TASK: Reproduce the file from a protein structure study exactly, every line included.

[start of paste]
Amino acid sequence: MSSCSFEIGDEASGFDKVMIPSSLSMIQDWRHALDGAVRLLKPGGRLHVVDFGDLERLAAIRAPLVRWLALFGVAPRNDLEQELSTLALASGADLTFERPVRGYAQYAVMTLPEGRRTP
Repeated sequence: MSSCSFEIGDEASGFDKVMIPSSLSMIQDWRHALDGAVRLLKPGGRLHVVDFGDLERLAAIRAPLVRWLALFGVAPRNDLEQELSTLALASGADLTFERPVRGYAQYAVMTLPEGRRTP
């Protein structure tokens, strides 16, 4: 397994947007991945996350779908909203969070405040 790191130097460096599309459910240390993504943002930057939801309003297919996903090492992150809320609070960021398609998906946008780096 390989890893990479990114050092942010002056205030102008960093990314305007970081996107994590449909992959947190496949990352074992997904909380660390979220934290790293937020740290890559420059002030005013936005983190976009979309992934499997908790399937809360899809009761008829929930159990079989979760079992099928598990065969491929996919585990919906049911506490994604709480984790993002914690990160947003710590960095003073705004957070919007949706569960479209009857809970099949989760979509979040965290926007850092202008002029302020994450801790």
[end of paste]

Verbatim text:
Amino acid sequence: MSSCSFEIGDEASGFDKVMIPSSLSMIQDWRHALDGAVRLLKPGGRLHVVDFGDLERLAAIRAPLVRWLALFGVAPRNDLEQELSTLALASGADLTFERPVRGYAQYAVMTLPEGRRTP
Repeated sequence: MSSCSFEIGDEASGFDKVMIPSSLSMIQDWRHALDGAVRLLKPGGRLHVVDFGDLERLAAIRAPLVRWLALFGVAPRNDLEQELSTLALASGADLTFERPVRGYAQYAVMTLPEGRRTP
């Protein structure tokens, strides 16, 4: 397994947007991945996350779908909203969070405040 790191130097460096599309459910240390993504943002930057939801309003297919996903090492992150809320609070960021398609998906946008780096 390989890893990479990114050092942010002056205030102008960093990314305007970081996107994590449909992959947190496949990352074992997904909380660390979220934290790293937020740290890559420059002030005013936005983190976009979309992934499997908790399937809360899809009761008829929930159990079989979760079992099928598990065969491929996919585990919906049911506490994604709480984790993002914690990160947003710590960095003073705004957070919007949706569960479209009857809970099949989760979509979040965290926007850092202008002029302020994450801790």